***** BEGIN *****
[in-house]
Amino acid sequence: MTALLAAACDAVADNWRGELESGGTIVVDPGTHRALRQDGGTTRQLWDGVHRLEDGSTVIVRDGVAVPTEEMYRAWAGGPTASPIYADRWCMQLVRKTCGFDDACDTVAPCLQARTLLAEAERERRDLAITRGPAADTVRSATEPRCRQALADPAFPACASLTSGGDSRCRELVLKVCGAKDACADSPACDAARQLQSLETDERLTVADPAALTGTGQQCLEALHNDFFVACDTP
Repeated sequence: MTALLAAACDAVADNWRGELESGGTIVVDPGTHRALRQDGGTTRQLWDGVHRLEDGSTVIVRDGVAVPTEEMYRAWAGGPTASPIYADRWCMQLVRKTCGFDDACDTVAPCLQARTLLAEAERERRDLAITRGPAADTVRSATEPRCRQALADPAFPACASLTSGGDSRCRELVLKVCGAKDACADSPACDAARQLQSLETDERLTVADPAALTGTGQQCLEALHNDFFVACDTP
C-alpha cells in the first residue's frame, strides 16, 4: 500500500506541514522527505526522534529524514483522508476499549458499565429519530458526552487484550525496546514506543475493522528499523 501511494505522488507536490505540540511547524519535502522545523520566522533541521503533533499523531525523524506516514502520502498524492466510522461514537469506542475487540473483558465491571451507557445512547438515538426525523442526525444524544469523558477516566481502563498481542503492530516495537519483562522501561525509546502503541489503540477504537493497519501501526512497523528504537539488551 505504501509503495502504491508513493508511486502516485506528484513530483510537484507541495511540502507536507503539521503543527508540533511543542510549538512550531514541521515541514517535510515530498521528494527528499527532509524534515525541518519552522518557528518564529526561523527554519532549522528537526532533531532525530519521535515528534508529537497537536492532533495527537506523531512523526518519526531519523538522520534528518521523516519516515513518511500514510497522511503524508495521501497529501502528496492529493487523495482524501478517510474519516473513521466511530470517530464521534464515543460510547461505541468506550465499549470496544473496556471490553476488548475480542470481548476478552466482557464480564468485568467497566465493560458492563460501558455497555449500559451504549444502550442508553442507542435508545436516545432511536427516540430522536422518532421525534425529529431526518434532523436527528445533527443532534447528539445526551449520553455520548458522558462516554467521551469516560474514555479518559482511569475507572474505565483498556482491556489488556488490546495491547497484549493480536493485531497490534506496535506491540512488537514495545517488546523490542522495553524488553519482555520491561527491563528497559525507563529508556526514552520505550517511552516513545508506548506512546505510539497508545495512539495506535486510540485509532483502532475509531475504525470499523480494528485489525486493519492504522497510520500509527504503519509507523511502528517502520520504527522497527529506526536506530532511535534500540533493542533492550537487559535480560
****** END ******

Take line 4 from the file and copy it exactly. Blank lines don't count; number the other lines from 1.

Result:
C-alpha cells in the first residue's frame, strides 16, 4: 500500500506541514522527505526522534529524514483522508476499549458499565429519530458526552487484550525496546514506543475493522528499523 501511494505522488507536490505540540511547524519535502522545523520566522533541521503533533499523531525523524506516514502520502498524492466510522461514537469506542475487540473483558465491571451507557445512547438515538426525523442526525444524544469523558477516566481502563498481542503492530516495537519483562522501561525509546502503541489503540477504537493497519501501526512497523528504537539488551 505504501509503495502504491508513493508511486502516485506528484513530483510537484507541495511540502507536507503539521503543527508540533511543542510549538512550531514541521515541514517535510515530498521528494527528499527532509524534515525541518519552522518557528518564529526561523527554519532549522528537526532533531532525530519521535515528534508529537497537536492532533495527537506523531512523526518519526531519523538522520534528518521523516519516515513518511500514510497522511503524508495521501497529501502528496492529493487523495482524501478517510474519516473513521466511530470517530464521534464515543460510547461505541468506550465499549470496544473496556471490553476488548475480542470481548476478552466482557464480564468485568467497566465493560458492563460501558455497555449500559451504549444502550442508553442507542435508545436516545432511536427516540430522536422518532421525534425529529431526518434532523436527528445533527443532534447528539445526551449520553455520548458522558462516554467521551469516560474514555479518559482511569475507572474505565483498556482491556489488556488490546495491547497484549493480536493485531497490534506496535506491540512488537514495545517488546523490542522495553524488553519482555520491561527491563528497559525507563529508556526514552520505550517511552516513545508506548506512546505510539497508545495512539495506535486510540485509532483502532475509531475504525470499523480494528485489525486493519492504522497510520500509527504503519509507523511502528517502520520504527522497527529506526536506530532511535534500540533493542533492550537487559535480560